// add the Shiro Web Module and ShiroFilterModule last
        pwsGuiceModules
                .add(new PwsShiroWebModule(new PwsServletContextProxy()));
        pwsGuiceModules.add(ShiroWebModule.guiceFilterModule());

        final Injector injector = Guice.createInjector(pwsGuiceModules);

        return injector;
    }

    ...
}

Here is the ServletContextHolder:

package ...;

import javax.servlet.ServletContext;
import javax.servlet.ServletContextEvent;
import javax.servlet.ServletContextListener;

public class PwsServletContextHolder implements ServletContextListener {

    private static ServletContext servletContext;

    public static ServletContext getServletContext() {
        // may want assert statement here to ensure not null
        return servletContext;
    }

    @Override
    public void contextInitialized(ServletContextEvent sce) {
        servletContext = sce.getServletContext();

    }

    @Override
    public void contextDestroyed(ServletContextEvent sce) {
        servletContext = null;
    }

}

We're almost done with the Java code, this is the ServletContextProxy:
package ...;

import java.io.InputStream;
import java.net.MalformedURLException;
import java.net.URL;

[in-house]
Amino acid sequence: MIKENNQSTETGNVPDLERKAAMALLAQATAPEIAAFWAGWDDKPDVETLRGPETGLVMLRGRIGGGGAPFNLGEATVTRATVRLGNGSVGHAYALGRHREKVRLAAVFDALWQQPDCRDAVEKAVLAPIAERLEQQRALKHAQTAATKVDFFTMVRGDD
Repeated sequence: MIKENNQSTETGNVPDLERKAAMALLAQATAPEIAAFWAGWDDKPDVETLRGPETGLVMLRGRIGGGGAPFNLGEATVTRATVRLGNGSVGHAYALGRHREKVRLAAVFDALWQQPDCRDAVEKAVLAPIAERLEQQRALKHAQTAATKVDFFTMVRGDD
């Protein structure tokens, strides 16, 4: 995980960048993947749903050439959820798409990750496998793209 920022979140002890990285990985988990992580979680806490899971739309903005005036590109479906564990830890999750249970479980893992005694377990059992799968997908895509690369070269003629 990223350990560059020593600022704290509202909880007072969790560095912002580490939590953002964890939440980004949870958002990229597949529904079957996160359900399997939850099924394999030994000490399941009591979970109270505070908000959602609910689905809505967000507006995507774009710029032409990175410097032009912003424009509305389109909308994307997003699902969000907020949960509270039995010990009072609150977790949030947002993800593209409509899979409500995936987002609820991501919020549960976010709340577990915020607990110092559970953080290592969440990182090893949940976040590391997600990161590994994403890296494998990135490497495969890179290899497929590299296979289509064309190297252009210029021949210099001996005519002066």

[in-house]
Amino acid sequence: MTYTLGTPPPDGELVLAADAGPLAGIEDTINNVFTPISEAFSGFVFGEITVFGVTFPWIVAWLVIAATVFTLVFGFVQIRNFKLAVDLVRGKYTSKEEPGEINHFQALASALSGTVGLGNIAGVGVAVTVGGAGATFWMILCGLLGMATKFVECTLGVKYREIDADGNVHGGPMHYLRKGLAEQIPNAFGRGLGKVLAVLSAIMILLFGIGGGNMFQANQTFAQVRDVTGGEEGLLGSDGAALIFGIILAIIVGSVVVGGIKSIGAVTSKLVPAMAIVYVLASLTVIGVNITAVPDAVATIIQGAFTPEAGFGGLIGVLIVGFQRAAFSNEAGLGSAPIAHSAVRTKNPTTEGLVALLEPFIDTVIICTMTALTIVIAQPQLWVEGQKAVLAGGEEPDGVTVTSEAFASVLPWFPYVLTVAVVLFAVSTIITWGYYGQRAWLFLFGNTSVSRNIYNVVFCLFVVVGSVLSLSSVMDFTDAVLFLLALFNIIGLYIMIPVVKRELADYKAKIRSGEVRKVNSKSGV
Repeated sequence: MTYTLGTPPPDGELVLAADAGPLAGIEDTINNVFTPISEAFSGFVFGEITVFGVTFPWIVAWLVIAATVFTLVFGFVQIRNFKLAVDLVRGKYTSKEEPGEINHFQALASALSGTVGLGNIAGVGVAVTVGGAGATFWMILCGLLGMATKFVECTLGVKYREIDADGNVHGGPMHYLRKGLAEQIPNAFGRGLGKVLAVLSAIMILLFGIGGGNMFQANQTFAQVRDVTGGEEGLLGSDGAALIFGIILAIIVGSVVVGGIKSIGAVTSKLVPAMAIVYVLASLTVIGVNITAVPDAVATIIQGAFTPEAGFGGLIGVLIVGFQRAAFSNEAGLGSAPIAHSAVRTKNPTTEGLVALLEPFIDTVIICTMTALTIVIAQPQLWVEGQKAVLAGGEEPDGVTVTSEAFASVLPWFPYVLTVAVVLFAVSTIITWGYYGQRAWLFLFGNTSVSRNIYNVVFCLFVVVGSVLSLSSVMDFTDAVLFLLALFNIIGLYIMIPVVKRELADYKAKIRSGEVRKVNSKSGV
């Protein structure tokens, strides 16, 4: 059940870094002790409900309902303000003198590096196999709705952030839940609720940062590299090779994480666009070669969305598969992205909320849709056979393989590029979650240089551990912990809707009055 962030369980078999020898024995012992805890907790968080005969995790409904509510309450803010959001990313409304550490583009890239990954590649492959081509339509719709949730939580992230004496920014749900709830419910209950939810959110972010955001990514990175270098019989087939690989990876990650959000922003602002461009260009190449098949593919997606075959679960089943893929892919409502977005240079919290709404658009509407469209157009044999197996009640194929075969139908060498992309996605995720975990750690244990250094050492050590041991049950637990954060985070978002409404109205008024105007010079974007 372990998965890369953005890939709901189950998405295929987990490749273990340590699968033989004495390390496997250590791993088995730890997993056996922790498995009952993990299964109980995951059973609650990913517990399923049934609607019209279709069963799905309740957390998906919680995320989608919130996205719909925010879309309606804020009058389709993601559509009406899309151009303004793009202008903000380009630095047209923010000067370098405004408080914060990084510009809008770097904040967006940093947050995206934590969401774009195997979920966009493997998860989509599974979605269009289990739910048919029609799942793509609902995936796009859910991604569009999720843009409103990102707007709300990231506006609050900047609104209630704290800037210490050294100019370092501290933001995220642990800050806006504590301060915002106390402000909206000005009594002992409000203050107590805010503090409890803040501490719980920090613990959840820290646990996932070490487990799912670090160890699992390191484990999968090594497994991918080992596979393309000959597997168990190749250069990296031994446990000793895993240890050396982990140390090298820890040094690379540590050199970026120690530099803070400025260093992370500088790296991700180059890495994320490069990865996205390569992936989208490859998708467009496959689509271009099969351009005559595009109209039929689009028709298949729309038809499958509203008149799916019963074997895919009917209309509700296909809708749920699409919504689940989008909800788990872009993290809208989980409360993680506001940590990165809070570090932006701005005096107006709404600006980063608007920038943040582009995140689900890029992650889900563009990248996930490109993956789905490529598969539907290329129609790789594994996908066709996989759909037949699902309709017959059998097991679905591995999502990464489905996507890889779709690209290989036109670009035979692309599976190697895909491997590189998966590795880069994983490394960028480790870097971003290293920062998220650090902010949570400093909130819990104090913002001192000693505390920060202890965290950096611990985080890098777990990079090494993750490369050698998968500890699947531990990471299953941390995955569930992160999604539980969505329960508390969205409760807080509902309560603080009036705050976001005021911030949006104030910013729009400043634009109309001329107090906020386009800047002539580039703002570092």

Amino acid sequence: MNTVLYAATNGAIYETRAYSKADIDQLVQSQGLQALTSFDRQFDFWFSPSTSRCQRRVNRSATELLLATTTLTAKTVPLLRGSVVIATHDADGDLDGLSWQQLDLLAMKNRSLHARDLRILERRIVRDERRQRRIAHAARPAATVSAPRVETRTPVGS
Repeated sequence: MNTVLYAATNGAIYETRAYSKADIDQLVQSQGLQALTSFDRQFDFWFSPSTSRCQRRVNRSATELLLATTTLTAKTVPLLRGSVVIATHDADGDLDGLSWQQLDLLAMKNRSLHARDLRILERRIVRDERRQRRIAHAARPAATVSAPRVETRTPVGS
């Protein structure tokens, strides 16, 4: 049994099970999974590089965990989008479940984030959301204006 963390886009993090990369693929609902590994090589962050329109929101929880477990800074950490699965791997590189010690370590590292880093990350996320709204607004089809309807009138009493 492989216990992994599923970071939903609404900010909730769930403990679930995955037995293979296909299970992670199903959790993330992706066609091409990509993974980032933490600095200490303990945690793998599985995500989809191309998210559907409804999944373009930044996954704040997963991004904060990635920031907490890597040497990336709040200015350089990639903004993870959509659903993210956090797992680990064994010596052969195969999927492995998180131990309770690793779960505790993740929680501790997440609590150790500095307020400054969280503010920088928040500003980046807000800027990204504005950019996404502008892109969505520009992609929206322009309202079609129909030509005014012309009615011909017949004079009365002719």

import java.util.Enumeration;
import java.util.Set;

import javax.servlet.RequestDispatcher;
import javax.servlet.Servlet;
import javax.servlet.ServletContext;
import javax.servlet.ServletException;

public class PwsServletContextProxy implements ServletContext {

    @Override
    public String getContextPath() {
        return getServletContext().getContextPath();
    }    
    
    @Override
    public ServletContext getContext(String uripath) {
        return getServletContext().getContext(uripath);
    }
    
    @Override
    public int getMajorVersion() {
        return getServletContext().getMajorVersion();
    }
    
    @Override
    public int getMinorVersion() {
        return getServletContext().getMinorVersion();
    }
    
    @Override
    public String getMimeType(String file) {
        return getServletContext().getMimeType(file);
    }
    
    @SuppressWarnings("rawtypes")
    @Override
    public Set getResourcePaths(String path) {
        return getServletContext().getResourcePaths(path);
    }
    
    @Override
    public URL getResource(String path) throws MalformedURLException {
        return getServletContext().getResource(path);
    }
    
    @Override
    public InputStream getResourceAsStream(String path) {
        return getServletContext().getResourceAsStream(path);
    }
    
    @Override
    public RequestDispatcher getRequestDispatcher(String path) {
        return getServletContext().getRequestDispatcher(path);
    }
    
    @Override
    public RequestDispatcher getNamedDispatcher(String name) {
        return getNamedDispatcher(name);
    }
    
    @SuppressWarnings("deprecation")